Tuesday, October 17, 2006

Anti-Terror Advertising? or A Blatant Act Of Terror?

CTV: Graphic TV ad against terrorism a mystery
A high-budget television advertisement designed to dissuade potential suicide bombers is airing across the Middle East, but its mysterious makers are troubling some critics.
IHT: Backers are shadowy but message is clear in graphic TV ad against terrorism
The 60-second ad opens with a young boy seeing a man walk by in a crowded market. The man stops and exposes yellow explosives strapped to his body. The boy sees the bombs just before they go off, sending cars flying and people crashing through the windows of a cafe.

The ad then shows the aftermath: wreckage, weeping and fires. It ends with the words "Terrorism has no religion" in Arabic.
CTV again:
"If it's an Arab initiative it's a positive step, but why aren't they coming forward?" asked Sohail Raza of the Canadian Muslim Congress.

Raza said he's convinced the United States government is behind the $1-million ad, which he argued could breed mistrust among its intended target of would-be terrorists.
CTV has more; you can read the rest of the article if you wish.

But the following links lead to the another story -- all the same story, more or less -- about this "TV commercial aimed at thwarting terrorism". The story in question (which I quoted above, from the International Herald Tribune) was written by Anna Johnson of the Associated Press, and it first appeared in the October 10 edition of the IHT. It's been packaged differently here, there, and everywhere, in fact.

In chronological order (if I have this right)...

  • The International Herald Tribune
    Backers are shadowy but message is clear in graphic TV ad against terrorism

  • The Chicago Tribune
    Ad aims to defuse suicide bombers
    Slick, costly `made in America' production, shadowy funding may limit its influence

  • The Toronto Star
    Anti-terror ad hits Mideast networks

  • Toronto's Globe And Mail
    Graphic TV spot aims at Mideast

  • Florida's St. Petersburg Times
    Mysterious antiterror ad airs
    Some attribute the commercial to the U.S. government.

  • Kentucky's Lexington Herald-Leader
    Ad's goal to prevent suicide blasts

  • Olympia, Washington's The Olympian
    Anti-terror TV ads send clear message
    Sleek images lead some to believe U.S. involved

  • The Seattle Times
    War on terror's many fronts include television commercials

  • The Toronto Star again:
    TV ad aimed at would-be bombers
    Anti-violence message aired in Arabic
    U.S. denies role in graphic commercial

  • And the Houston Chronicle
    TV ad uses graphic images to discourage suicide attacks

  • What did you notice?

    Did you notice that most of the headlines are clearly trying to tell us what the ad is trying do, rather than what it portrays? I noticed that myself, and I thought it was a bit odd. Especially because I've seen the ad, and I think it's trying to do something very different.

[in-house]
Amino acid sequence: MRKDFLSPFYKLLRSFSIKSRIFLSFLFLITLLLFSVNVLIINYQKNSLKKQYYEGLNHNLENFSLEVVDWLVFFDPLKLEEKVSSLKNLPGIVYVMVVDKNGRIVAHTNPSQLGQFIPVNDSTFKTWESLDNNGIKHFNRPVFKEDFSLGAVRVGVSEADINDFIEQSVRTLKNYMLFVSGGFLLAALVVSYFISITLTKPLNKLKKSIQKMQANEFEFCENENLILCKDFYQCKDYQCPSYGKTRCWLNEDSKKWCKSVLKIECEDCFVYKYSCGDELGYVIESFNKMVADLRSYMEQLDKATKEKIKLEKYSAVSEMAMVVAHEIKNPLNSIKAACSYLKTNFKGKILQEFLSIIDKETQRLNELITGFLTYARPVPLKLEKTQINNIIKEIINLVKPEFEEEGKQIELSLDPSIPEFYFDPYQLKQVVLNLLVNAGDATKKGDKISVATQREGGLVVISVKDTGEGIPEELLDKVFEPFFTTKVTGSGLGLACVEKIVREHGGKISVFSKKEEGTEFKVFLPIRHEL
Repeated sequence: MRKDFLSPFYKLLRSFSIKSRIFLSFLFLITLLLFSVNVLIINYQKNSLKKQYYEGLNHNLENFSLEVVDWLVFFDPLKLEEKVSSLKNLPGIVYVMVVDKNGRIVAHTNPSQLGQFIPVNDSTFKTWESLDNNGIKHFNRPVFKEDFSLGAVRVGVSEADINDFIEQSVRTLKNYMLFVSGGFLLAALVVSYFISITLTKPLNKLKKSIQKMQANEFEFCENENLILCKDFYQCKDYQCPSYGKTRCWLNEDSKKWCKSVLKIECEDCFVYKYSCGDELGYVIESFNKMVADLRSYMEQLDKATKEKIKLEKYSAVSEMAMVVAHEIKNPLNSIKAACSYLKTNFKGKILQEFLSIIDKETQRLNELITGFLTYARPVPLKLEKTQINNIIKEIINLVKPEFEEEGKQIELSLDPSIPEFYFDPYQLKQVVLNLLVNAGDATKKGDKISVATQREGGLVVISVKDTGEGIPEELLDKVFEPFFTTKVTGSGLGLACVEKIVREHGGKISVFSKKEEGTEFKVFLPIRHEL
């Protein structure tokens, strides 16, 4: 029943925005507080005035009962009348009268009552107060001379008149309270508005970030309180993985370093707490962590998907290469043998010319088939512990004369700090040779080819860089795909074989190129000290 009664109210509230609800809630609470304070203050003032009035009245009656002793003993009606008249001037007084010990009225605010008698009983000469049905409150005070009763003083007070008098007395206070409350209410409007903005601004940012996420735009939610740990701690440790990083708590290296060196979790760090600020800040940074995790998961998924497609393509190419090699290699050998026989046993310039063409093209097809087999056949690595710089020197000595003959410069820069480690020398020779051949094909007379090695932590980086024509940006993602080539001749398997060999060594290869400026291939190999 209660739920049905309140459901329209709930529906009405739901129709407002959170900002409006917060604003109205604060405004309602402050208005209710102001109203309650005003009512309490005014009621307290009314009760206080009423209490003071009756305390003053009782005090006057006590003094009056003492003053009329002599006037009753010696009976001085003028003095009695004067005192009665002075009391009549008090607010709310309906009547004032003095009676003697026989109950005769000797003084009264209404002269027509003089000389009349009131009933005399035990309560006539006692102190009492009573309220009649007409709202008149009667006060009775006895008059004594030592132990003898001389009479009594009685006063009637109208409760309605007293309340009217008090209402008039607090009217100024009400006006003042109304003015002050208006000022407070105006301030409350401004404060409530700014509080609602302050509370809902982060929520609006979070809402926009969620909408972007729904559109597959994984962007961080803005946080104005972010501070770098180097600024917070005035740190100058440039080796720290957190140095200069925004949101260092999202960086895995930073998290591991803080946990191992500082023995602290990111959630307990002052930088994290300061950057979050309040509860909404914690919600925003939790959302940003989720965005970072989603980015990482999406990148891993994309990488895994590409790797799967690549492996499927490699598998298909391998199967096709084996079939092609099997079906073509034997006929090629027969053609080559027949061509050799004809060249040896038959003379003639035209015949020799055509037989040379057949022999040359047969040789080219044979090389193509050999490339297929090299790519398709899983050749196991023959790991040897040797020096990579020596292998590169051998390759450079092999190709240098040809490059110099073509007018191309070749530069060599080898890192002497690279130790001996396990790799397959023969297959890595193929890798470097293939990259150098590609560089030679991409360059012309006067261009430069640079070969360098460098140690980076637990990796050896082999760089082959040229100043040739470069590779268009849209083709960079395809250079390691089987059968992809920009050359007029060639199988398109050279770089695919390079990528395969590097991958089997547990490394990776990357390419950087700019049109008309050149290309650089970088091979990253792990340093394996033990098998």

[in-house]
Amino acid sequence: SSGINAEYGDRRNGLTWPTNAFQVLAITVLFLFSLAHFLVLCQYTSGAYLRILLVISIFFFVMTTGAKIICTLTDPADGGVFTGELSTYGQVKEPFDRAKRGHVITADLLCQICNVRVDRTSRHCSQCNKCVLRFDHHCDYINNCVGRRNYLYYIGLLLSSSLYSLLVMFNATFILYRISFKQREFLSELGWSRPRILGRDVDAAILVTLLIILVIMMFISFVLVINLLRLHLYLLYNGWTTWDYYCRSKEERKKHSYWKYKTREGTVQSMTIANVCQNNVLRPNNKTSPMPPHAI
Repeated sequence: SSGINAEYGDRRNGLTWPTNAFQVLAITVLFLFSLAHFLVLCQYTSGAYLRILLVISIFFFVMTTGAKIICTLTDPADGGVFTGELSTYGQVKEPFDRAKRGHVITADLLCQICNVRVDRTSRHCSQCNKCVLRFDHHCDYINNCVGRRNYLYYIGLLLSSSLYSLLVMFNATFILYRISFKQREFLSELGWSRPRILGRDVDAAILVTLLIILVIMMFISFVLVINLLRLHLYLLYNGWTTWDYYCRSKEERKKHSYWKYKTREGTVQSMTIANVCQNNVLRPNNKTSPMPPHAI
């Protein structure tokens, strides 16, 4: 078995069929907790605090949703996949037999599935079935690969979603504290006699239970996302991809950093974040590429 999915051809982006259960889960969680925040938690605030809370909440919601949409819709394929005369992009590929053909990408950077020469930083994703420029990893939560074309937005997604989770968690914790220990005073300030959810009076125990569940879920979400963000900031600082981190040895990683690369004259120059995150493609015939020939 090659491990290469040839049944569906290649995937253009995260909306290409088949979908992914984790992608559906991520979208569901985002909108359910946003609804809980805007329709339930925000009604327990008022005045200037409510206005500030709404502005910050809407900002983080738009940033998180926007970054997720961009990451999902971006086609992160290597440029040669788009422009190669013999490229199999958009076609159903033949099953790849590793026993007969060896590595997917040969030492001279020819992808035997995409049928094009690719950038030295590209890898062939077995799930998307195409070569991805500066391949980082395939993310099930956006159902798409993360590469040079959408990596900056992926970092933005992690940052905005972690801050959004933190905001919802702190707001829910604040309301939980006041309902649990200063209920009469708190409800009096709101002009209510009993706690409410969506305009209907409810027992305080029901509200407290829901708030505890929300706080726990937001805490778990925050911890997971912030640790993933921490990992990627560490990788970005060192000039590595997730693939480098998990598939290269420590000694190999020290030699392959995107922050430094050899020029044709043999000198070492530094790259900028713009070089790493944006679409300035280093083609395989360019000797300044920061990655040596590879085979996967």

Did you also notice how many of the sub-heads hinted at something? Hmmmm...

    I thought it might be really dull to take a close look at the original and try to track the ways in which it was edited for various publications, so just to be on the dull side I've done an enhausting analysis which is too dull to include in this post.

    You can read my enhausting analysis later, if you read it at all. Right now, I want you to watch that video, watch it more than once if you can stand it, and tell me, am I wrong?

    This is what this so-called "anti-terror" video says to me:
    Who do you think we are?

    Here's a hint: We have lots of money -- enough that we can afford to spend a million dollars on a commercial that doesn't even try to sell a product.

    Who do you think we are?

    Here's another hint: We have access to the finest video special-effects labs in the world.

    Who do you think we are?

    Here's one more hint: We have an insatiable appetite for graphic violence in movies and video games. Just like this video.

    We wouldn't really mind if you got your brown ass blown through a plate glass window, or if you just got your brown ass blown to smithereens. In fact we'd sort of enjoy it. Over and over and over again, in slow motion. You know, "the time-suspension technique made popular in the 'Matrix' movies".

    Who do you think we are?

    And what do you think we mean when we say "Terrorism Doesn't Have A Religion"??

    Well here's your final hint: We're tired of Islamic terrorists getting all the publicity. So we've decided to buy some of our own.

    Now, think carefully ...

    Who do you think we are?
    But then, I'm accustomed to reading between the lines.

    Not that it takes much skill in this case!

    Want even more? CTV's Lisa LaFlamme has a video report here. And don't forget my exhausting analysis of the AP coverage.